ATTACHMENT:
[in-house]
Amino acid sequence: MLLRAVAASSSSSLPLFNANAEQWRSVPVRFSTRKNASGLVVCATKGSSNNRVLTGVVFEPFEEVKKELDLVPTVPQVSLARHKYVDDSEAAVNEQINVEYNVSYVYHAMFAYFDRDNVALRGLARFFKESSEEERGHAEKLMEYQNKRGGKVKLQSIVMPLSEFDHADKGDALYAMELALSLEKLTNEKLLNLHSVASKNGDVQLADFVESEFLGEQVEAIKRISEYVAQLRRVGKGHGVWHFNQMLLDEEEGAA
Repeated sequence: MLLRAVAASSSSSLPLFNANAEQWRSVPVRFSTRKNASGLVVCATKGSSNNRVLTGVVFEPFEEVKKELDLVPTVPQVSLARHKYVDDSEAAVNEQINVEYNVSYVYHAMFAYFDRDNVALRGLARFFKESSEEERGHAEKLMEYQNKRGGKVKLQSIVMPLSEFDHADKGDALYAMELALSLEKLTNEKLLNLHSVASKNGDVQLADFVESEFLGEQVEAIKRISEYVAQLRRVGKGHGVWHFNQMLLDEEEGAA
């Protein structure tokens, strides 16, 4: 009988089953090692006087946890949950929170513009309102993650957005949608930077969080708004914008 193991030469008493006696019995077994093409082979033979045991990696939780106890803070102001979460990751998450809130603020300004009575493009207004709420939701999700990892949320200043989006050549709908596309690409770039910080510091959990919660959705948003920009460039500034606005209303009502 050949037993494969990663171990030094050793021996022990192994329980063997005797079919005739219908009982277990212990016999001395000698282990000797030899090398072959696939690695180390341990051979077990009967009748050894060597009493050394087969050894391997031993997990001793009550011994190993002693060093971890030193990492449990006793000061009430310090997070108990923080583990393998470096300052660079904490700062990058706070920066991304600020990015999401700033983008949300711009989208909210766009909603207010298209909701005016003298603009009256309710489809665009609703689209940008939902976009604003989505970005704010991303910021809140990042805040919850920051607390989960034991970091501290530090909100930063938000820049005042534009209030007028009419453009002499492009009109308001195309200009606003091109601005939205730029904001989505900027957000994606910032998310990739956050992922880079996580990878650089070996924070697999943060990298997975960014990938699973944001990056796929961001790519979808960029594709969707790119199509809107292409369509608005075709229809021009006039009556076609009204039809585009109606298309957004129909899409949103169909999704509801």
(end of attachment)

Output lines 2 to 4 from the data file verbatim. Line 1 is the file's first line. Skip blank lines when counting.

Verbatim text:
Amino acid sequence: MLLRAVAASSSSSLPLFNANAEQWRSVPVRFSTRKNASGLVVCATKGSSNNRVLTGVVFEPFEEVKKELDLVPTVPQVSLARHKYVDDSEAAVNEQINVEYNVSYVYHAMFAYFDRDNVALRGLARFFKESSEEERGHAEKLMEYQNKRGGKVKLQSIVMPLSEFDHADKGDALYAMELALSLEKLTNEKLLNLHSVASKNGDVQLADFVESEFLGEQVEAIKRISEYVAQLRRVGKGHGVWHFNQMLLDEEEGAA
Repeated sequence: MLLRAVAASSSSSLPLFNANAEQWRSVPVRFSTRKNASGLVVCATKGSSNNRVLTGVVFEPFEEVKKELDLVPTVPQVSLARHKYVDDSEAAVNEQINVEYNVSYVYHAMFAYFDRDNVALRGLARFFKESSEEERGHAEKLMEYQNKRGGKVKLQSIVMPLSEFDHADKGDALYAMELALSLEKLTNEKLLNLHSVASKNGDVQLADFVESEFLGEQVEAIKRISEYVAQLRRVGKGHGVWHFNQMLLDEEEGAA
């Protein structure tokens, strides 16, 4: 009988089953090692006087946890949950929170513009309102993650957005949608930077969080708004914008 193991030469008493006696019995077994093409082979033979045991990696939780106890803070102001979460990751998450809130603020300004009575493009207004709420939701999700990892949320200043989006050549709908596309690409770039910080510091959990919660959705948003920009460039500034606005209303009502 050949037993494969990663171990030094050793021996022990192994329980063997005797079919005739219908009982277990212990016999001395000698282990000797030899090398072959696939690695180390341990051979077990009967009748050894060597009493050394087969050894391997031993997990001793009550011994190993002693060093971890030193990492449990006793000061009430310090997070108990923080583990393998470096300052660079904490700062990058706070920066991304600020990015999401700033983008949300711009989208909210766009909603207010298209909701005016003298603009009256309710489809665009609703689209940008939902976009604003989505970005704010991303910021809140990042805040919850920051607390989960034991970091501290530090909100930063938000820049005042534009209030007028009419453009002499492009009109308001195309200009606003091109601005939205730029904001989505900027957000994606910032998310990739956050992922880079996580990878650089070996924070697999943060990298997975960014990938699973944001990056796929961001790519979808960029594709969707790119199509809107292409369509608005075709229809021009006039009556076609009204039809585009109606298309957004129909899409949103169909999704509801």